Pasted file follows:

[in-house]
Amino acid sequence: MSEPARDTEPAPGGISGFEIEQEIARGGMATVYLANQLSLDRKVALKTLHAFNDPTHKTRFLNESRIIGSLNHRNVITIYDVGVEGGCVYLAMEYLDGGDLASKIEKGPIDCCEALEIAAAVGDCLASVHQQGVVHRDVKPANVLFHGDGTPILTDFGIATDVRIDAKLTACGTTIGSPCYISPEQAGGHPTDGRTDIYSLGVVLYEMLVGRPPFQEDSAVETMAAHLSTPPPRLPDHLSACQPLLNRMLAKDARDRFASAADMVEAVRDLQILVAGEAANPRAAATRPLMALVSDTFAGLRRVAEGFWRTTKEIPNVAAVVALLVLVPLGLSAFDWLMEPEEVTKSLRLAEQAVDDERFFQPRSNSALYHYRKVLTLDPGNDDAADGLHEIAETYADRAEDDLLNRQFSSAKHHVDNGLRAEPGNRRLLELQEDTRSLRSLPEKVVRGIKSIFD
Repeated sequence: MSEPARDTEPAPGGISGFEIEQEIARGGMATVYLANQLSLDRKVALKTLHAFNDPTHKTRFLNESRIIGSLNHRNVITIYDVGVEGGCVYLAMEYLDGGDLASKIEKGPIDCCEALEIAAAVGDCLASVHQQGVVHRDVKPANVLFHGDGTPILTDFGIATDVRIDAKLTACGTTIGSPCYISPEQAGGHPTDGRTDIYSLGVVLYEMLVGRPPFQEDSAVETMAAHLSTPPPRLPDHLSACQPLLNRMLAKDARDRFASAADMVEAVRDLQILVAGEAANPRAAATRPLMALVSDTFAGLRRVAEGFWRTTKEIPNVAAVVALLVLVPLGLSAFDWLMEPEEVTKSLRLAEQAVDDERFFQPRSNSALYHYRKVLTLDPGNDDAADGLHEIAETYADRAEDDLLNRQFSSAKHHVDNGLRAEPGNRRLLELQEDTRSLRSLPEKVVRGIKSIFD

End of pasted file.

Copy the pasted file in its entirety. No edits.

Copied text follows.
[in-house]
Amino acid sequence: MSEPARDTEPAPGGISGFEIEQEIARGGMATVYLANQLSLDRKVALKTLHAFNDPTHKTRFLNESRIIGSLNHRNVITIYDVGVEGGCVYLAMEYLDGGDLASKIEKGPIDCCEALEIAAAVGDCLASVHQQGVVHRDVKPANVLFHGDGTPILTDFGIATDVRIDAKLTACGTTIGSPCYISPEQAGGHPTDGRTDIYSLGVVLYEMLVGRPPFQEDSAVETMAAHLSTPPPRLPDHLSACQPLLNRMLAKDARDRFASAADMVEAVRDLQILVAGEAANPRAAATRPLMALVSDTFAGLRRVAEGFWRTTKEIPNVAAVVALLVLVPLGLSAFDWLMEPEEVTKSLRLAEQAVDDERFFQPRSNSALYHYRKVLTLDPGNDDAADGLHEIAETYADRAEDDLLNRQFSSAKHHVDNGLRAEPGNRRLLELQEDTRSLRSLPEKVVRGIKSIFD
Repeated sequence: MSEPARDTEPAPGGISGFEIEQEIARGGMATVYLANQLSLDRKVALKTLHAFNDPTHKTRFLNESRIIGSLNHRNVITIYDVGVEGGCVYLAMEYLDGGDLASKIEKGPIDCCEALEIAAAVGDCLASVHQQGVVHRDVKPANVLFHGDGTPILTDFGIATDVRIDAKLTACGTTIGSPCYISPEQAGGHPTDGRTDIYSLGVVLYEMLVGRPPFQEDSAVETMAAHLSTPPPRLPDHLSACQPLLNRMLAKDARDRFASAADMVEAVRDLQILVAGEAANPRAAATRPLMALVSDTFAGLRRVAEGFWRTTKEIPNVAAVVALLVLVPLGLSAFDWLMEPEEVTKSLRLAEQAVDDERFFQPRSNSALYHYRKVLTLDPGNDDAADGLHEIAETYADRAEDDLLNRQFSSAKHHVDNGLRAEPGNRRLLELQEDTRSLRSLPEKVVRGIKSIFD